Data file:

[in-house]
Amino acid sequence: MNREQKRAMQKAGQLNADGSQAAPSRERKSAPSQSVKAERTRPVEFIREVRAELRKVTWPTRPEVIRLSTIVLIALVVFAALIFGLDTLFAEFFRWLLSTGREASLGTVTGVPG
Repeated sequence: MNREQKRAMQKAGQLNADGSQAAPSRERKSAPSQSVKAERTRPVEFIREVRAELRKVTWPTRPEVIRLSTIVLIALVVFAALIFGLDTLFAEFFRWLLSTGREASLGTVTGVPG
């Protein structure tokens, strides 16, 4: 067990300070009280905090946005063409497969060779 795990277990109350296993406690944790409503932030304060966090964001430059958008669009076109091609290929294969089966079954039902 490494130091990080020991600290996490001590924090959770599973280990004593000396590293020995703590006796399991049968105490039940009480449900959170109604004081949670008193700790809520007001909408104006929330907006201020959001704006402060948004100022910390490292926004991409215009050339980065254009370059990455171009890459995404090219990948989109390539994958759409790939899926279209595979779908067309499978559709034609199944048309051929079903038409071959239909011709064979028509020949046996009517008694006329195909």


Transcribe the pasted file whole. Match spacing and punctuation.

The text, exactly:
[in-house]
Amino acid sequence: MNREQKRAMQKAGQLNADGSQAAPSRERKSAPSQSVKAERTRPVEFIREVRAELRKVTWPTRPEVIRLSTIVLIALVVFAALIFGLDTLFAEFFRWLLSTGREASLGTVTGVPG
Repeated sequence: MNREQKRAMQKAGQLNADGSQAAPSRERKSAPSQSVKAERTRPVEFIREVRAELRKVTWPTRPEVIRLSTIVLIALVVFAALIFGLDTLFAEFFRWLLSTGREASLGTVTGVPG
């Protein structure tokens, strides 16, 4: 067990300070009280905090946005063409497969060779 795990277990109350296993406690944790409503932030304060966090964001430059958008669009076109091609290929294969089966079954039902 490494130091990080020991600290996490001590924090959770599973280990004593000396590293020995703590006796399991049968105490039940009480449900959170109604004081949670008193700790809520007001909408104006929330907006201020959001704006402060948004100022910390490292926004991409215009050339980065254009370059990455171009890459995404090219990948989109390539994958759409790939899926279209595979779908067309499978559709034609199944048309051929079903038409071959239909011709064979028509020949046996009517008694006329195909």